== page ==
A roar­ing bronze lion named Stephen with shrap­nel holes from WWII, a man who looks like Gol­lum and took his name, can­nons to fend off bad spir­its, here are 5 inter­est­ing­ly unique things in Cen­tral Hong Kong that you might have oth­er­wise missed. And they’re all free to visit.

Central Hong Kong

Cen­tral is a dis­trict on Hong Kong Island. The finan­cial and admin­is­tra­tive hub of Hong Kong. A mix of cul­tures, a mix of old and new. West­ern­ers walk the streets in suits and brief­cas­es yelling to each oth­er across nar­row one-way streets. A Wall Street atmos­phere. If Hong Kong is the New York City of Asia then Cen­tral is the Wall Street of Asia. It’s also a place where yup­pies and trav­el bums alike go to drink in Lan Kwai Fong (LKF). It’s home to the enor­mous IFC Mall and Vic­to­ria Peak, one of the eas­i­est to access and best views of the Hong Kong skyline.

Hong Kong, as of 2017 is list­ed as the most expen­sive city in the world and Cen­tral is one of the most expen­sive places in Hong Kong. But you can still see many things here for free includ­ing Vic­to­ria Peak and the 5 (+1) items list­ed here. Any vis­it to Hong Kong should include a stop in Central.


1. Stephen and Stitt, Prisoners of War

Roaring Stephen protecting the HSBC Headquarters

Roar­ing Stephen pro­tect­ing the HSBC Headquarters

Decem­ber 8th, 1941, just after 8 am, four hours after the attack on Pearl Har­bor, Japan­ese bombers roared over Hong Kong quick­ly destroy­ing the inad­e­quate air defense. Troops with­drew to Hong Kong Island but weren’t safe for long. One week lat­er, on the 15th of Decem­ber, Hong Kong Island was con­tin­u­ous­ly shelled. It was per­haps the dark­est time in Hong Kong’s mod­ern history.

It was dur­ing this time that Stephen and Stitt, two bronze lions placed in front of the HSBC head­quar­ters in 1935 almost became casu­al­ties of war. Stephen, roar­ing to the East took the brunt of the attack when shrap­nel pierced his thick bronze hide. Holes that can still be seen to this day.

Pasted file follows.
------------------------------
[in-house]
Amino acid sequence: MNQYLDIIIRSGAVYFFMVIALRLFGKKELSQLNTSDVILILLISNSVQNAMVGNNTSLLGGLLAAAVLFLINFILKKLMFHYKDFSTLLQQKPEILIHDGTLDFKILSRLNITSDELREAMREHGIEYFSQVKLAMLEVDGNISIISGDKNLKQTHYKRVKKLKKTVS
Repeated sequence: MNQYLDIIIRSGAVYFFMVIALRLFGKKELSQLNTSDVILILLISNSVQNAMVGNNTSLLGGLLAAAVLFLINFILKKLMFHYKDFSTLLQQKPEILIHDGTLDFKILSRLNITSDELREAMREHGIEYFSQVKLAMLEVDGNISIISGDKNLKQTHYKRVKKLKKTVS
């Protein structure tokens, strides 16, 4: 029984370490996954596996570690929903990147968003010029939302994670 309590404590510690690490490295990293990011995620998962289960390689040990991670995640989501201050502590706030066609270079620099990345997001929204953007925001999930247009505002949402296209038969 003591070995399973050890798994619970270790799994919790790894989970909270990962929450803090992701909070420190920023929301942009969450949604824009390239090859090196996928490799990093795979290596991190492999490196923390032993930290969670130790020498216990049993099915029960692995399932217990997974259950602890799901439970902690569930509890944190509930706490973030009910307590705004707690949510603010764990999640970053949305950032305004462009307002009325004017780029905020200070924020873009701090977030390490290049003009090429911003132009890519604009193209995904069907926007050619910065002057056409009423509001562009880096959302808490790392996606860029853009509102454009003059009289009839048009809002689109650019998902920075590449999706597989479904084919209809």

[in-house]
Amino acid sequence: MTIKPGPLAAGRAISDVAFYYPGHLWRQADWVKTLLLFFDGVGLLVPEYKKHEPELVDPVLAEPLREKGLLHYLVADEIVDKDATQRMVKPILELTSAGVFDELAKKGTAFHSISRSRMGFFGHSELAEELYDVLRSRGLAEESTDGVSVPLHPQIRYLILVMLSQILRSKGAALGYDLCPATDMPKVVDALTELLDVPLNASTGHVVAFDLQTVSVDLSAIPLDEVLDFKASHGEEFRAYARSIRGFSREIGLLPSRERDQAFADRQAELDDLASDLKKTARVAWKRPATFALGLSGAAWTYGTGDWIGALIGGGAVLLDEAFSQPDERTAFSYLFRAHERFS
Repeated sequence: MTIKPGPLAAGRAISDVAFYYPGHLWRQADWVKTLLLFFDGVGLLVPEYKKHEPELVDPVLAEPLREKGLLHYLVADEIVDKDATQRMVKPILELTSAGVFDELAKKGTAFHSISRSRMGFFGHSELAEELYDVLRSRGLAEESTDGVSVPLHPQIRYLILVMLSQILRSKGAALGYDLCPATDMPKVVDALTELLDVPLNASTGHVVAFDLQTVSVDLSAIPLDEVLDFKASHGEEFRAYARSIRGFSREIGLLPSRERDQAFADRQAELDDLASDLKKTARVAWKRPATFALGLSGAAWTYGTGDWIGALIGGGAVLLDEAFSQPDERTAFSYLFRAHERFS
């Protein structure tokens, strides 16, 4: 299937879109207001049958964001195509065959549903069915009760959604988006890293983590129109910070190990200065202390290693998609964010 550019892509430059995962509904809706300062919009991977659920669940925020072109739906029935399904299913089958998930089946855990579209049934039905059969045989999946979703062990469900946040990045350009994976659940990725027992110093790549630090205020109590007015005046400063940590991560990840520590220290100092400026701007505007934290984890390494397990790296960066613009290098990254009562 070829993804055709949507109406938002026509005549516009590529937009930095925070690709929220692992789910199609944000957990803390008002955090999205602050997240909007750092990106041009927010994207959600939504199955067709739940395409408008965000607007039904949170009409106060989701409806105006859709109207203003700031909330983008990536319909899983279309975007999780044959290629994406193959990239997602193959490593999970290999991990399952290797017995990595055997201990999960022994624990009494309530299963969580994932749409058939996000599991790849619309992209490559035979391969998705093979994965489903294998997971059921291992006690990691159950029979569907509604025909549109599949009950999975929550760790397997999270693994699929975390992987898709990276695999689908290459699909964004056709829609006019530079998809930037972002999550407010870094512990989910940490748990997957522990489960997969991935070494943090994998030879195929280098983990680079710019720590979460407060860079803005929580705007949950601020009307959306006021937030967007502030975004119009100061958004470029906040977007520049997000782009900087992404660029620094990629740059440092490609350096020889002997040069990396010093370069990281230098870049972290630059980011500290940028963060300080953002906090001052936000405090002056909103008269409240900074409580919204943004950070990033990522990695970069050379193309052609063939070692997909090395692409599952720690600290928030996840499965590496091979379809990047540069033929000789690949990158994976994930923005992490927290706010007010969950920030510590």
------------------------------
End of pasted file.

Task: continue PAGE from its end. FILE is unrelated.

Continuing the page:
Stephen's shrapnel wounds

Stephen’s shrap­nel wounds

They were both tak­en by the Japan­ese invaders becom­ing pris­on­ers of war and might have been lost for­ev­er if it weren’t for a keen-eyed US Navy sailor who spot­ted them in Osa­ka in 1946. They were returned short­ly after and still bear the bat­tle scars.

See them and read their his­to­ry in front of the HSBC Head­quar­ters in Cen­tral, Hong Kong Island, where they’ve sat ever since guard­ing its entrance.

Get There:

On the Metro take Cen­tral Sta­tion Exit K and you’re right in front of it. The Lions are in front of the building.

2. Hong Kong Gollum

Hong Kong Gollum

Hong Kong Gollum

He stands in front of the 7–11 open­ing beer and light­ing cig­a­rettes for drunk yup­pies. “It’s Gol­lum!” a half-drunk young white guy exclaims. I think it’s a bit rude and tell him as much. “No! That’s his name! Google it!” Sure enough, he’s a bit of a celebri­ty here. He doesn’t real­ly speak Eng­lish but can always be found smil­ing and help­ing open bot­tles of beer. His sig­na­ture pos­es are wav­ing an index fin­ger or giv­ing a thumbs up. Take a pic­ture with him and give him a small tip for all he does in the com­mu­ni­ty of drunk­en rev­el­ers. Cher­ish this liv­ing trea­sure of Hong Kong.

Find Him:

Walk around Lan Kwai Fong (LKF) in Cen­tral and look in front of the con­ve­nience stores. I’ve seen him in front of the 7–11 next to Ebe­neez­er’s on Lan Kwai Fong street.

For a bit more infor­ma­tion on Hong Kong Gol­lum check out this article.


3. Knit-fitti and the Stone Slab Street (Pottinger Street)

Knit-fitti - Jack and Zero

Knit-fit­ti — Jack and Zero

A local artist cov­ers the met­al rail­ings on the Stone Slab Street with knit­ted art, hence the name “Knit-fit­ti”. When I vis­it­ed there was a Hal­loween theme includ­ing Jack from The Night­mare before Christ­mas, com­plete with his trusty ghost dog “Zero”.